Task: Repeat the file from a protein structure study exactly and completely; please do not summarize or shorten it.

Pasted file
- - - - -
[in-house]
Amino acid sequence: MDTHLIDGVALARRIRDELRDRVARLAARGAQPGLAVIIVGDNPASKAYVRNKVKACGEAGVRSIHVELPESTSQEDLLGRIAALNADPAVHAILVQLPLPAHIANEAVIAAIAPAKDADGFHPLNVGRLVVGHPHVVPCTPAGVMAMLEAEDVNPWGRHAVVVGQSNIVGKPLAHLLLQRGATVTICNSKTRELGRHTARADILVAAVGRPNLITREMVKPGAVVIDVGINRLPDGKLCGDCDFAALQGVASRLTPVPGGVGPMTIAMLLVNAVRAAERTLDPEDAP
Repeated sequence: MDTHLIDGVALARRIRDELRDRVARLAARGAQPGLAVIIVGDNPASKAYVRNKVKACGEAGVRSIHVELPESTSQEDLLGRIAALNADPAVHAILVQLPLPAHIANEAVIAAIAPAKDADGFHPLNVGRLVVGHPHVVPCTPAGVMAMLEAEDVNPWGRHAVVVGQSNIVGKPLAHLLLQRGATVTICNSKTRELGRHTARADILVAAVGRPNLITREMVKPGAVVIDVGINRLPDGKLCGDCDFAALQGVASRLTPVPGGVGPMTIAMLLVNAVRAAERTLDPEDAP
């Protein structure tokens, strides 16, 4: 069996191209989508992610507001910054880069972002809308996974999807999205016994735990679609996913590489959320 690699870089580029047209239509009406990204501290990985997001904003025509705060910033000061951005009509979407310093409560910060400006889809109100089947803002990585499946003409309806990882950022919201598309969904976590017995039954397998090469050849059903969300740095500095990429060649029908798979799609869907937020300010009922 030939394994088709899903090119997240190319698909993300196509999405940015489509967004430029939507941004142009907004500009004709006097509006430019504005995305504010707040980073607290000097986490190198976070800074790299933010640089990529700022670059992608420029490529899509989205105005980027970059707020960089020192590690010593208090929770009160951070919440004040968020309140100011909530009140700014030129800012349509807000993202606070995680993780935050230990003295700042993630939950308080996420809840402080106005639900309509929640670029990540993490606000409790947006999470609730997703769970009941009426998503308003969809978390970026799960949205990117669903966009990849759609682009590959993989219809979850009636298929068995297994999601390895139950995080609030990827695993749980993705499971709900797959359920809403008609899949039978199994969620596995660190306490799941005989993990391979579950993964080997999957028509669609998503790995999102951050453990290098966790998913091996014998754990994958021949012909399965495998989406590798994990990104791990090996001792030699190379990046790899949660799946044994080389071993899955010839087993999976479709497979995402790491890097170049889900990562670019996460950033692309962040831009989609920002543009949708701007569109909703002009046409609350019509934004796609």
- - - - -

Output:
[in-house]
Amino acid sequence: MDTHLIDGVALARRIRDELRDRVARLAARGAQPGLAVIIVGDNPASKAYVRNKVKACGEAGVRSIHVELPESTSQEDLLGRIAALNADPAVHAILVQLPLPAHIANEAVIAAIAPAKDADGFHPLNVGRLVVGHPHVVPCTPAGVMAMLEAEDVNPWGRHAVVVGQSNIVGKPLAHLLLQRGATVTICNSKTRELGRHTARADILVAAVGRPNLITREMVKPGAVVIDVGINRLPDGKLCGDCDFAALQGVASRLTPVPGGVGPMTIAMLLVNAVRAAERTLDPEDAP
Repeated sequence: MDTHLIDGVALARRIRDELRDRVARLAARGAQPGLAVIIVGDNPASKAYVRNKVKACGEAGVRSIHVELPESTSQEDLLGRIAALNADPAVHAILVQLPLPAHIANEAVIAAIAPAKDADGFHPLNVGRLVVGHPHVVPCTPAGVMAMLEAEDVNPWGRHAVVVGQSNIVGKPLAHLLLQRGATVTICNSKTRELGRHTARADILVAAVGRPNLITREMVKPGAVVIDVGINRLPDGKLCGDCDFAALQGVASRLTPVPGGVGPMTIAMLLVNAVRAAERTLDPEDAP
């Protein structure tokens, strides 16, 4: 069996191209989508992610507001910054880069972002809308996974999807999205016994735990679609996913590489959320 690699870089580029047209239509009406990204501290990985997001904003025509705060910033000061951005009509979407310093409560910060400006889809109100089947803002990585499946003409309806990882950022919201598309969904976590017995039954397998090469050849059903969300740095500095990429060649029908798979799609869907937020300010009922 030939394994088709899903090119997240190319698909993300196509999405940015489509967004430029939507941004142009907004500009004709006097509006430019504005995305504010707040980073607290000097986490190198976070800074790299933010640089990529700022670059992608420029490529899509989205105005980027970059707020960089020192590690010593208090929770009160951070919440004040968020309140100011909530009140700014030129800012349509807000993202606070995680993780935050230990003295700042993630939950308080996420809840402080106005639900309509929640670029990540993490606000409790947006999470609730997703769970009941009426998503308003969809978390970026799960949205990117669903966009990849759609682009590959993989219809979850009636298929068995297994999601390895139950995080609030990827695993749980993705499971709900797959359920809403008609899949039978199994969620596995660190306490799941005989993990391979579950993964080997999957028509669609998503790995999102951050453990290098966790998913091996014998754990994958021949012909399965495998989406590798994990990104791990090996001792030699190379990046790899949660799946044994080389071993899955010839087993999976479709497979995402790491890097170049889900990562670019996460950033692309962040831009989609920002543009949708701007569109909703002009046409609350019509934004796609």